18 May

United States Wars, News and Casualties

United States Wars, News and Casualties

Iraq A Deadly Deception 2016, War Documentary 2018

WAR DOCUMENTARY: IRAQ A DEADLY DECEPTION ALJAZEERA DOCUMENTARIES 2018 On the evening of 9/11, George W Bush made a vow to the American public – that he would defeat terrorism.

Unknown to those listening in shock to the presidential address, the president and his advisers had already begun planning their trajectory into an invasion of Iraq. It was packaged as “holding responsible the states who support terrorism” by Richard Perle, a Pentagon adviser between 2001 and 2003.

“I believe it represented a recognition that we would never succeed against the terrorists if we went after them one at a time and as long as governments were facilitating the organisation, training, equipping of, financing of terrorist organisations, we were never going to get it under control,” says Perle.

After 100 days spent fighting those who had become publicly accepted as the culprits – Osama bin Laden, al-Qaeda and the Taliban in Afghanistan – the US set the ball rolling for war against Iraq.

On the evening of 9/11 the president is saying: well, maybe we’ll be going after Iraq now and somebody said, well, that would be against international law. The president responded: I don’t care, we’re going to kick some ass.

The War Criminals

How many Iraqis have died as a result of the invasion 15 years ago? Some credible estimates put the number at more than one million. You can read that sentence again.

The invasion of Iraq is often spoken of in our country as a “blunder,” or even a “colossal mistake.” It was a crime.

Those who perpetrated it are still at large. Some of them have even been rehabilitated thanks to the horrors of a mostly amnesiac citizenry. (A year ago Mr. Bush was on “The Ellen DeGeneres Show,” dancing and talking about his paintings.)

The war criminals, Bush,Cheney,Rice,Rumsfeld, Wolfowitz, and Powell who sold us the war still go on doing what they do.

We condemned children to death, some after many days of writhing in pain on bloodstained mats, without pain relievers. Some died quickly, wasted by missing arms and legs, crushed heads. As the fluids ran out of their bodies, they appeared like withered, spoiled fruits. They could have lived, certainly should have lived – and laughed and danced, and run and played- but instead they were brutally murdered. Yes, murdered!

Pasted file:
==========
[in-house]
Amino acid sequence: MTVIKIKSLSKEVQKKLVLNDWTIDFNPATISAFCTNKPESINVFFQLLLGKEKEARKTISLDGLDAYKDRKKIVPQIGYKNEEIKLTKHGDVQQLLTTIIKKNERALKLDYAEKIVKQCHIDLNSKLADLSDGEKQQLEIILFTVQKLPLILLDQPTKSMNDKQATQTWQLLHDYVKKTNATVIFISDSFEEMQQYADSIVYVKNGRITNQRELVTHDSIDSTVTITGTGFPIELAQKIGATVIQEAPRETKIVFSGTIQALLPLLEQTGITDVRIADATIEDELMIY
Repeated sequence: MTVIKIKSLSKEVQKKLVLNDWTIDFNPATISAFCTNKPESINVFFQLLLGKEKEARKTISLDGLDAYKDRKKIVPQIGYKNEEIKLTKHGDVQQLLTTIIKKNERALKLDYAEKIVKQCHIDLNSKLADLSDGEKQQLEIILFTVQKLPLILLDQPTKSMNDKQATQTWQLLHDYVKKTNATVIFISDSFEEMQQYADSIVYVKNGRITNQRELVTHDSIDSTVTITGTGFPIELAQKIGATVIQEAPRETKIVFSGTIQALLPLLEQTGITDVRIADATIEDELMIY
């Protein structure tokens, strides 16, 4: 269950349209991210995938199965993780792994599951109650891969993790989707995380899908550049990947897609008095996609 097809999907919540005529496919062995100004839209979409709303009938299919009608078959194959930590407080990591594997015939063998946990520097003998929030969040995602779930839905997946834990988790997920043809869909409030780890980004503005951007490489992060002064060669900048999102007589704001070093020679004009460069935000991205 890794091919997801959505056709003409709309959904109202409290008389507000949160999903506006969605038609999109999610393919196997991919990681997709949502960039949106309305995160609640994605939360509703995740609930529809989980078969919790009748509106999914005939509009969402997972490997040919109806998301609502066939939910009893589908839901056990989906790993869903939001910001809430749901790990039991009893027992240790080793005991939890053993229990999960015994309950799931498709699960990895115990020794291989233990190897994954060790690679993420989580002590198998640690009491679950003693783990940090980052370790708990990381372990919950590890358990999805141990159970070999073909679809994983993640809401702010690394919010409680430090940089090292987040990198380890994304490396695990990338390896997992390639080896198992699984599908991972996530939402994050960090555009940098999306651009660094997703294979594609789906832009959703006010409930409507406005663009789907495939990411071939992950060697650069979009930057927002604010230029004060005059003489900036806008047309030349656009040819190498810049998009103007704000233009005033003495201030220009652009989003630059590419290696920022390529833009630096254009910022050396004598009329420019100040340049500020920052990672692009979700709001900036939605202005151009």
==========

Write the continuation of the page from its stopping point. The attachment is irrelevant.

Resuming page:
The war ended for those children, but it has never ended for survivors who carry memories of them. Likewise, the effects of the U.S. bombings continue, immeasurably and indefensibly.

The McGlynn

War News

REASON: John McCain: Iraq War ‘Can’t Be Judged as Anything Other Than a Mistake’

“I have to accept my share of the blame for it,” the ailing senator writes in a new book, even while defending several other interventions and surges.

Sen. John McCain (R-Ariz.), arguably the most influential post-Cold War hawk to never have worked inside the White House, makes a startling admission on page 107 of his soon-to-be-released book, The Restless Wave: Good Times, Just Causes, Great Fights, and Other Appreciations.

“The principal reason for invading Iraq, that Saddam had WMD, was wrong,” McCain writes along with co-author Mark Salter. “The war, with its cost in lives and treasure and security, can’t be judged as anything other than a mistake, a very serious one, and I have to accept my share of the blame for it.”

This marks a departure from McCain’s historical stances on whether the war was justified. In his speech after wrapping up the GOP presidential nomination in March 2008—long after the lack of weapons of mass destruction was well established—McCain insisted that “I will defend the decision to destroy Saddam Hussein’s regime as I criticized the failed tactics that were employed for too long to establish the conditions that will allow us to leave that country with our country’s interests secure and our honor intact.”

McCain spent most of the 2007-2008 election cycle focusing not on the original decision to go to war, but on President George W. Bush’s unpopular counter-insurgency “surge” of U.S. troops, which the senator had been advocating for years. “The next president of the United States is not going to have to address the issue as to whether we went into Iraq or not,” McCain said at his first debate with Barack Obama. “The next president of the United States is going to have to decide how we leave, when we leave, and what we leave behind.” (Obama’s counter: “John, you like to pretend like the war started in 2007…[A]t the time when the war started, you said it was going to be quick and easy. You said we knew where the weapons of mass destruction were. You were wrong. You said that we were going to be greeted as liberators. You were wrong. You said that there was no history of violence between Shiite and Sunni. And you were wrong.”)

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Photo – Iraq

GPR: The Forgotten Casualties

NYT: Veterans Go Back to Court Over Burn Pits. Do They Have a Chance?